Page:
Inclusivity. Why are we still trying to bring it into our society when it has existed for over 1000 years?
Many religions enjoin peace:
- Islam encourages good behaviour towards neighbours, family, and friends; a peaceful coexistence with the community around us.
- Christianity encourages living with hope and peace at its centre.
- Buddhism promotes a peaceful existence, in order to be free from the roots of suffering.
- Judaism entails grasping peace as the source of security for the people.
- Hinduism prescribes meditation to bring about inner peace.
All religions share at least one thing; the central idea that should describe us as the custodians of this planet, the cultivators and protectors of peace. And yet, ironically, this very notion is compromised with our scrutiny of differing values. Peace is dismissed and we often prefer to focus on the instances where peace was not carried out.
This makes us forget that all religions should be allowed to coexist and acknowledge the collective ideas that they spread to adherents. Evidence that this is imperative for maintaining a peaceful society is the Madinah Charter signed by the Prophet Muhammad (s), the first of his kind who was known to have done so.
The Madinah charter was a document outlining the rights and responsibilities of all the people of Madinah. These rights ensured that the adherents that contributed to the plethora of religious traditions that existed during that time could practice their religious duties freely.
Allow me to present to you a picture of the religious landscape of Arabia.
Before the revelation of the Quran and the arrival of Islam; other faiths existed in Arabia. These included monotheistic faiths such as Zoroastrianism, Judaism, Christianity, and those who were simply followers of the doctrine of Ibrahim (as).
There existed also pagan faiths and those specific to each tribe. Arabia was more of a stratified Capitalist state before the unification into a socialist state by the Prophet Muhammad (s).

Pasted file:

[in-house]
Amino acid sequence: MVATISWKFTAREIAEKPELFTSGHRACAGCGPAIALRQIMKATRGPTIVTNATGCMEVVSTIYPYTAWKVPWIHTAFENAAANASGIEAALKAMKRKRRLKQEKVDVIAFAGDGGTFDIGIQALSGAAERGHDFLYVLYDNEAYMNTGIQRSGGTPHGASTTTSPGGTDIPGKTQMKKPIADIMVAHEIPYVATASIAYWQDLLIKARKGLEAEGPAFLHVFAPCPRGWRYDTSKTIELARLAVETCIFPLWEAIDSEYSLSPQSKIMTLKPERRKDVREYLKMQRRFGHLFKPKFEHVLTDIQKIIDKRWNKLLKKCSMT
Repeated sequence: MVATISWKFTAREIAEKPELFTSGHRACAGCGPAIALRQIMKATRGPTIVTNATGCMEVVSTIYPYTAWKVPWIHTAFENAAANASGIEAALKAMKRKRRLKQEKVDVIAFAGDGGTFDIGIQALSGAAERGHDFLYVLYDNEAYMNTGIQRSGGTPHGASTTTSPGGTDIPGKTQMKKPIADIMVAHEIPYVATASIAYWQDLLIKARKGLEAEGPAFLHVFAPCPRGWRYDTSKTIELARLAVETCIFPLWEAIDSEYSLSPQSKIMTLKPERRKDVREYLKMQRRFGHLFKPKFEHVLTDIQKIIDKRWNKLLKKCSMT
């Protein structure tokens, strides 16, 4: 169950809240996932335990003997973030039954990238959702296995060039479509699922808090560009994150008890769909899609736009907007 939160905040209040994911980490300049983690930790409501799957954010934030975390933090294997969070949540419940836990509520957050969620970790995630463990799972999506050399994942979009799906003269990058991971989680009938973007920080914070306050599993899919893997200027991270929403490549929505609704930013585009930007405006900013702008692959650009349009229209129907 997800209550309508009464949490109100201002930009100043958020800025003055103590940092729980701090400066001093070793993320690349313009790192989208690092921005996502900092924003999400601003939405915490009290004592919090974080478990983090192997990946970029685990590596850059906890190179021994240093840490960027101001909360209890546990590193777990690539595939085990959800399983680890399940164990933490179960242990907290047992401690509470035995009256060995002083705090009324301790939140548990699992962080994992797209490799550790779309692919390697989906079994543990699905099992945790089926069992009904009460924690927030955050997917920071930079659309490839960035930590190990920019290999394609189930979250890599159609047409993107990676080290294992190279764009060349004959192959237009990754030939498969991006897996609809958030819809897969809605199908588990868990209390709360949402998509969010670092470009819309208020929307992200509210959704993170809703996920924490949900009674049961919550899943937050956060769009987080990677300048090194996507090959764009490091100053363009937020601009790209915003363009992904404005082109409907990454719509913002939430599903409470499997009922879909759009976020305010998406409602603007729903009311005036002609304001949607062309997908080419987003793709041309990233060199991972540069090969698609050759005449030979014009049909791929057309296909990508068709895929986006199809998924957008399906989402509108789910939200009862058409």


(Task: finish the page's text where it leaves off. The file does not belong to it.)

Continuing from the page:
This meant that pre-Islamic Arabia was very divided and religious beliefs greatly varied between individuals, groups, and social classes. Idolatry was prevalent among the tribal leaders who had designated idols to which offerings and salutations were made.
Seeing as Islam was to be received in a land of such religious diversity, Prophet Muhammad (s) needed this document to ensure peaceful coexistence and cooperation between the many faiths while he taught more people about Islam. He declared that each tribe with their different set of customs and beliefs from pre-Islamic times could continue with their practices.
For instance, any blood money (money due to the family of a person who was murdered) that was due could be paid as per tribal customs.
The document also classified that the people of Madinah who are adherents of varying religious traditions with similar beliefs and doctrine as ‘believers’ collectively. This was not exclusive to Muslims or Jews or to any one group of adherents.
All inhabitants of Madinah regardless of religious affiliation were bound together under one umbrella of security.
The umbrella of security meant that any threat to the people would be received with a collective response and that matters of security would be faced by the community as a whole; ‘Conditions of peace and war and the accompanying ease or hardships must be fair and equitable to all citizens alike’ (Constitution.org: Full Text of the Madina Charter).
If a citizen’s life was at risk, it did not matter what tribe they belonged to, or with what name they called to God; they would have to be defended as a fellow inhabitant of the city of Madinah.
So, why is this necessary? Because Allah has said in the Quran:
“O humanity! Indeed, We created you from a male and a female, and made you into peoples and tribes so that you may ˹get to˺ know one another. Surely the most noble of you in the sight of Allah is the most righteous among you. Allah is truly All-Knowing, All-Aware.” (Quran: Al-Hujurat 13)
This reveals that humanity overall has but one duty, to work and enjoin righteousness. To maintain peace in the world. This is something common to all and what the Prophet Muhammed (s) wanted to protect when he signed the Madina charter.
So shouldn’t we pick up where he left off and enjoin unity between religions, wearing the mantel of the vanguard of peace?